There’s a joke that the most common phrase in the FMA is “Oh, we have that too,” but if this were true, there would only be one style encompassing the whole art. We clearly see that there are differences, based on pragmatic things such as weaponry and footwork, yet all too often fleeting chances to explore new possibilities are allowed to pass, and who knows when such might come again? Many are those who have “intended” for year after year to train with a master, only to see that teacher, and the opportunity, pass away.
A couple of recent “we have that too” examples come to mind. In the first one, I spoke with a teacher whom I respect about sending a couple of his top students to check out the Visayan doblecada seminar that was recently held in Oakland (there’s another coming Dec. 3rd). I got the “we have that too” response. I don’t know what double stick training takes place at this particular academy, but as his art is predominantly based on single stick, I doubt the time and energy has been spent developing the sophistication behind Sonny Umpad’s methods. To whatever degree double sticks are emphasized, I think it’s a fair assumption that the details will be different. Each art has an area of focus and specialization, and by cross-training, we can go straight to the heart of the matter without having to reinvent the wheel for every aspect we encounter.
Despite lack of interest from this one source, at least the doblecada seminar was reasonably well attended. A more poignant example of lack of support took place this past weekend, however, when grandmaster Crispulo Atillo’s Balintawok seminar here in the Bay Area was cancelled due to lack of interest. Many of us here have not seen Balintawok, a Cebuano art related to Doce Pares, Serrada and Visayan Corto Kadena, among others, and so this was a chance to fill in some blanks. From my own point of view, I’ve found each variant of the similar themes among these arts adds to my understanding of the overall qualities characteristic to the central Philippines. Is this so uncommon a view?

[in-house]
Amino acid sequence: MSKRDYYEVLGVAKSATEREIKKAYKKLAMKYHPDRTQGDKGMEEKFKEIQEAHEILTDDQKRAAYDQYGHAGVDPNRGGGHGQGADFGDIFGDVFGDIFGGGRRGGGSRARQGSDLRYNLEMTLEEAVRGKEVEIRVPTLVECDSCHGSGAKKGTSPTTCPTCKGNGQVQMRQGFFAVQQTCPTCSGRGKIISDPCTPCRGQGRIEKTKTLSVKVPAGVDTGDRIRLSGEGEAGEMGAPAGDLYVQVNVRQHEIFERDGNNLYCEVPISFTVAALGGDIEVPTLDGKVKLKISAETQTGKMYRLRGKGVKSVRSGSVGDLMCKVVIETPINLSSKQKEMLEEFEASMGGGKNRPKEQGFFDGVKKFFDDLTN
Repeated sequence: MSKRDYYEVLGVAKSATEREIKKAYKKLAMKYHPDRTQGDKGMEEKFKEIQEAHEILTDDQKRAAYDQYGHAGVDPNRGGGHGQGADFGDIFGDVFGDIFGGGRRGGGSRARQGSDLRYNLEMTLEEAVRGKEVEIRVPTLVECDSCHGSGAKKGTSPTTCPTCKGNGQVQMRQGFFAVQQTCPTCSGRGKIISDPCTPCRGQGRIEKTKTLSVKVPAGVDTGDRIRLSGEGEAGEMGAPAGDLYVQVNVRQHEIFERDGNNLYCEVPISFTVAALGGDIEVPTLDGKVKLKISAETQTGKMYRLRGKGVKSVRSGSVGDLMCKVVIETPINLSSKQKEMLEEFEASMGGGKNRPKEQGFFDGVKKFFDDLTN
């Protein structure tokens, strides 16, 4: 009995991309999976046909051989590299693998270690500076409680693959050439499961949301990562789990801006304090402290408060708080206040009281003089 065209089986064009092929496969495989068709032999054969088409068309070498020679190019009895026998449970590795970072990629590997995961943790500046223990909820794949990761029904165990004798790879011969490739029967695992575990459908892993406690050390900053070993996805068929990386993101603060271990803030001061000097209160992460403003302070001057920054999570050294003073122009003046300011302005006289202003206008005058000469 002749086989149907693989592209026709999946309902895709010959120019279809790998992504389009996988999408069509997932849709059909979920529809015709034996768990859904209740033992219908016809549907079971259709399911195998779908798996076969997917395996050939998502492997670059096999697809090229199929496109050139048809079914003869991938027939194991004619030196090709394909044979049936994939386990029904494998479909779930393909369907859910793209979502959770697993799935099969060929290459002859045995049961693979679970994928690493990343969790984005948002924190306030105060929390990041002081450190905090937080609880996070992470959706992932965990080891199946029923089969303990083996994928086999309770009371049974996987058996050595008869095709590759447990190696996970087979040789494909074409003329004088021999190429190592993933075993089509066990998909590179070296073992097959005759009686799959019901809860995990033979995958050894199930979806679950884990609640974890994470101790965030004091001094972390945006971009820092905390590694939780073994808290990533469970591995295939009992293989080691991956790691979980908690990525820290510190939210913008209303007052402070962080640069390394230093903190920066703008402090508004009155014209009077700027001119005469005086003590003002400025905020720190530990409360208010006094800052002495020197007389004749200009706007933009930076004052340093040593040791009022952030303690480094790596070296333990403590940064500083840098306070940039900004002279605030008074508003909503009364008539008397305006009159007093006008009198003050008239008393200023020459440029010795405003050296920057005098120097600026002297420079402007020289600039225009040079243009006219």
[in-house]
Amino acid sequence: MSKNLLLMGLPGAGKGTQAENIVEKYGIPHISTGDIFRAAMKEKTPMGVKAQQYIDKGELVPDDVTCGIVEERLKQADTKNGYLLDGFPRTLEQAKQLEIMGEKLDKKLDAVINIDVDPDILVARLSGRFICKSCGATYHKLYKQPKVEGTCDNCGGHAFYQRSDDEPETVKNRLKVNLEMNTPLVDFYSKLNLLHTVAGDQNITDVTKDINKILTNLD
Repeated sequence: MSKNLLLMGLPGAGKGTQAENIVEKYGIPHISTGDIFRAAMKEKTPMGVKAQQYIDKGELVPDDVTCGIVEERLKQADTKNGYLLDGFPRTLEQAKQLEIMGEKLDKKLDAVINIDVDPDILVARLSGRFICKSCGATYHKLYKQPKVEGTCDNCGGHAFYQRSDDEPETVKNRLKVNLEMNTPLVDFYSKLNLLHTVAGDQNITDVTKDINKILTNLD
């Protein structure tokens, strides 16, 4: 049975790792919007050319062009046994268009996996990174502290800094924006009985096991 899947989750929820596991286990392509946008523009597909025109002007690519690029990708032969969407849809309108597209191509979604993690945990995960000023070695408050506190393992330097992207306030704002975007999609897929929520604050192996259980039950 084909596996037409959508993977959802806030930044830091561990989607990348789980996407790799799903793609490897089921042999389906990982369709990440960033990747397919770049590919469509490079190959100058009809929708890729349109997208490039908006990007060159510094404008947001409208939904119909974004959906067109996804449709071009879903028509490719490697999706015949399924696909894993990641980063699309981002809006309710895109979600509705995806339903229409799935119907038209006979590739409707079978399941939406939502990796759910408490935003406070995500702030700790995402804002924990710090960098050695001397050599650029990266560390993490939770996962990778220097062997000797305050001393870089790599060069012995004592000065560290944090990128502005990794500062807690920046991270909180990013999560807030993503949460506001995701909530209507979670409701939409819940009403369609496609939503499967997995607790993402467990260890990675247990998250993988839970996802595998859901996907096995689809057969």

How long can we expect old grandmasters to be available to help us develop our skills? At what point will promoters stop trying to give us opportunities to meet these men? It costs money bring people from far away. Arrangements have to be made. In a situation like this, where there is no apparent interest in the seminar, the choice is between cutting one’s losses or incurring greater ones. Worse, it forces the promoter to reconsider similar offerings in the future. After all, why should he throw money away? It isn’t a question of making money from the event, but at least feeling the community is willing to share the burden in order to gain the benefit of shared experience. The money lost in this particular venture could have been spent more productively if the promoter had simply traveled on his own to attend a seminar elsewhere. While this would have been personally rewarding, he took the chance instead to offer something special for the rest of us, and for this he got burned.
The Bay Area is considered a hotbed of Filipino martial arts. It’s a seminal location for numerous styles in the U.S. Perhaps we are spoiled by the plethora of choices available nowadays, but this is an illusion if we don’t avail ourselves of the opportunities that arise. After all, the choices we ignore become meaningless. One direction adds to our level of experience, the other means we stand pat. As I’ve heard many times, we either move forward or we are moving backwards; to remain in place is to let the world pass us by.